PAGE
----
This game is uniquely brilliant, which is precisely the reaction I had to Kevern’s game Sentient last year, only this game takes it to new heights. Kevern seems obsessed with the idea of freezing you in your tracks with seemingly simple decisions. As you sit down to play your first game, you may find yourself wondering how this game will possibly hold your interest. You play a passage, take your loot, and move on. Pretty simple. It isn’t until you find yourself losing by 30 points at mid-game scoring with zero clue what you did wrong that you sit up a little straighter, narrow your gaze, and start to understand.
Only “understand” is a strong word, because Kevern has created such a baffling, inter-connecting web of scoring options that if you try to fully wrap your head around it you’ll quickly realize that whole seasons are passing by between turns as you sit and stare . At first, this may feel decidedly uncomfortable, especially if you’re like me and prefer games that you can comprehend quickly and then take your time to excel at. But Prowler’s isn’t about complete understanding, it’s about knowing enough to know what you don’t know. And if that sounds confusing, that’s because, at first, it is.
If you want to make the “right” move, then you’ll never be able to take a turn in Prowler’s Passage. Instead, you have to boldly stride ahead into the dark alleyways of the city, confident that you can make a move that’s “right enough.” You will never beat J. Alex Kevern, who is embodied in the meticulous systems of his game, and the sooner you discard that notion the better. Instead, you have to constantly remind yourself that you only goal is to beat the person sitting across from you, and them remember that they can’t possibly understand this game that much more than you. It’s like the old joke:
Eric and Brittany are sitting at their campsite when they hear a bear crashing through the woods towards them. Eric is leaps to his feet and then stops, seeing Brittany stooping to tighten the laces on her shoes. “You know you can’t outrun a bear, right?” Eric says, incredulously. “I know that,” Brittany nods, straightening up, “But I don’t have to. I just have you outrun you.”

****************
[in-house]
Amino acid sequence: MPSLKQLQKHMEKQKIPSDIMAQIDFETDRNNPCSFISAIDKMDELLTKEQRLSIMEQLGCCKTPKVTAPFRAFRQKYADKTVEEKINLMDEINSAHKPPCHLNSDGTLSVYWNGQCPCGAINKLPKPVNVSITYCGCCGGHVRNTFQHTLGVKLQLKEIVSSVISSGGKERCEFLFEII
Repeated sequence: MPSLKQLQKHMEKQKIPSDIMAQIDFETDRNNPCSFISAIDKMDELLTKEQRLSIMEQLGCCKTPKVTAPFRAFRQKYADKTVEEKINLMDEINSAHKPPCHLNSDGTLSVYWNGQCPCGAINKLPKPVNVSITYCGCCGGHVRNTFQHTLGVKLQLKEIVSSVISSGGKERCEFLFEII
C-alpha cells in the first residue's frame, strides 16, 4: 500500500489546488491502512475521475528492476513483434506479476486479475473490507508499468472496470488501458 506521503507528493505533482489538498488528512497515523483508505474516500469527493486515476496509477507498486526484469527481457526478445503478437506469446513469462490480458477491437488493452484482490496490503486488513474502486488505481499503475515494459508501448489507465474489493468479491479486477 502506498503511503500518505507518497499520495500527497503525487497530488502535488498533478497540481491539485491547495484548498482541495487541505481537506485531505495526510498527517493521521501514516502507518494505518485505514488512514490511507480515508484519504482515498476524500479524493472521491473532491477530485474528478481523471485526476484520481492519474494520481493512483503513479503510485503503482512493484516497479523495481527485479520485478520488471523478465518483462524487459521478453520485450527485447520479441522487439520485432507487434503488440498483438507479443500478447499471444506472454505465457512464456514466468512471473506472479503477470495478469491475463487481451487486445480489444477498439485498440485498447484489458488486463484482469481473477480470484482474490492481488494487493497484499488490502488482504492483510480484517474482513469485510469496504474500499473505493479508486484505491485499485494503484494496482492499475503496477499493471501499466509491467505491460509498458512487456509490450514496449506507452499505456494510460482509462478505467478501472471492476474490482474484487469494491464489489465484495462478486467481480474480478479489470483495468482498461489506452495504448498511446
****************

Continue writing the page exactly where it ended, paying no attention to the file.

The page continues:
This game is the bear and you’ll never outrun it. The sooner you realize that, the sooner you’ll start racing your opponent instead, and that’s when things get really good.
Every move you make, you must take into account what you’re gaining, and what the other player is losing. Do they have a district that will score them a lot of points? Maybe you need to focus on stealing control of that district even though it won’t gain you many points. Are they close to joining two passages to make one giant passage? Maybe you need to sneak in and block their path. Sometimes is feels like Prowler’s Passage is one giant illustration of a zero-sum game, and the leverage to be had is subtle and hard-earned. All your machinations and efforts may result in a contested district ending where it began, right in the middle of the control track where neither player will score it. However, depending on how much your opponent stood to gain from it, that may well count as a win for you.
As always, I encourage you to research the game as much as possible before deciding if it’s for you, but I suspect this will have a very broad appeal. More casual gamers can happily pick it up, as it’s easily learned and taught, while those who prefer heavier fare will find a puzzle more than equal to their challenge wrapped up this compact and appealing package. And, at an MSRP of $34.99, this is an enormous amount of bang for your buck. So as you sit down to your first play, I just encourage you to remember: you don’t have to outrun the bear.
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Disclosure: GeekDad received a copy of this game for review purposes.